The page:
Cash flow can come in a number of interesting ways when using IRA or qualified plan funds. Quite recently, we looked at some possibilities of transactions which may have multiple benefits. One in particular provided an interesting approach to income to both an Individual Retirement Accounts as well as income to the beneficial owner of the account, but not simultaneously, without violating prohibited transaction rules.
Nancy has a Roth IRA with $250,000. She has a friend, Sam who is a contractor who needs cash to build an apartment complex. The deal is as follows:
Nancy ‘s Roth IRA lends Sam $250,000 at 6% for eight months. This money is used as a down payment on the property. Sam will simultaneously obtain a loan for the balance needed to for construction purposes.
The loan to Nancy's Roth IRA will be paid in full as the property is completed. As an additional benefit, Nancy and Sam propose to split the profits on the sale of the complex equally.
The questions which arise to make this a viable deal for all three parties are:
Is the loan from the IRA secured by the property?
Is the agreement to split the profits part of the deal for Sam to obtain the loan from Nancy's IRA?
Let's take these in turn:
If the IRA makes the loan as secured by the real property, the IRA is in the safest position. If that is the case, and at the same time Nancy makes a deal with Sam that they will split the profits from a subsequent sale equally, there is a problem with Nancy receiving a current benefit from the deal involving her IRA.
If the loan is unsecured, then the deal between Sam and Nancy are unrelated to the IRA and Sam. The unsecured loan proceeds may be used by Sam for any purpose. Any deal that Nancy and Sam make then may involve any deal the two acting as individual wish to make.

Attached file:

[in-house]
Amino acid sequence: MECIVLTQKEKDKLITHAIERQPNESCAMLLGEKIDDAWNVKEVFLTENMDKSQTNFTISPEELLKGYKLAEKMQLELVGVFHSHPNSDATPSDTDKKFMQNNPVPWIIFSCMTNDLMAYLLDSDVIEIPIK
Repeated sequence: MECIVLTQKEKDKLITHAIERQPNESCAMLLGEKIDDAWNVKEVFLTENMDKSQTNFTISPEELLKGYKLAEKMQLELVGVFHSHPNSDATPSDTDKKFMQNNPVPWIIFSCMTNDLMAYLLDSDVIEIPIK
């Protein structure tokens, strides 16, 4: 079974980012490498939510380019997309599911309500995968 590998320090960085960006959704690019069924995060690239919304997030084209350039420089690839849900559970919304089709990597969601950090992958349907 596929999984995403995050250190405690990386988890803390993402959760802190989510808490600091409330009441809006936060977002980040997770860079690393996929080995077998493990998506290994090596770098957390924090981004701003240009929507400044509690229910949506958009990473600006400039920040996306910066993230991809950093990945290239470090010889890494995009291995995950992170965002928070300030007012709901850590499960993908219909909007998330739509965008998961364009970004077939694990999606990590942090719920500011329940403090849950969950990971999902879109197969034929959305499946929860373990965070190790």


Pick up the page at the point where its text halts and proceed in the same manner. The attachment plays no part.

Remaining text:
If the loan is secured by the real property involved, and no other agreement between Nancy and Sam about the profit split occurs during the time that the loan is not repaid to the IRA, any subsequent deal is also not subject to prohibited transaction rules. There is a definite break between the payoff and what follows. This also does not appear to violate any indirect rule, as this is not “getting around” the prohibited transaction rules; these are just separate deals.
Another approach is to have the loan from the Nancy's Roth IRA secured by another property unrelated to the apartment complex. In this way there is no nexus between properties and Nancy's IRA is in a secured position. The loan proceeds to Sam are used for whatever purpose Sam has. The deal to split proceeds between Sam and Nancy are unrelated to the IRA.
If Nancy wants to have part of the sale of the apartment complex profits go to her IRA and part to her, she would normally have to be partners with her IRA. If she wanted her half of the profits split between the IRA and herself equally, for example, she would have to partner with the IRA 50-50. Of course the alternative is that she arranges an agreement with Sam to not only have the IRA repaid the loan, but also after payoff receive 25% of any sale proceeds as part of the deal. Once the loan is paid off, the IRA own an agreement with Sam to receive 25% of the profits from the sale. Also, after that time, Nancy could make a separate agreement with Sam to receive 25% personally from sale proceeds.
In this way, Nancy is not dealing with the assets of her IRA, she is merely dealing with Sam as a separate deal involving his sale of the complex. The IRA asset is a contract to receive revenue, and Nancy has a similar deal, which does not involve the contract with her IRA. In this deal, both Nancy's IRA and Nancy benefit from the deal with Sam. It is just a matter of how the deal is structured to ensure compliance with the IRS code, and simultaneously meet the objectives of the parties.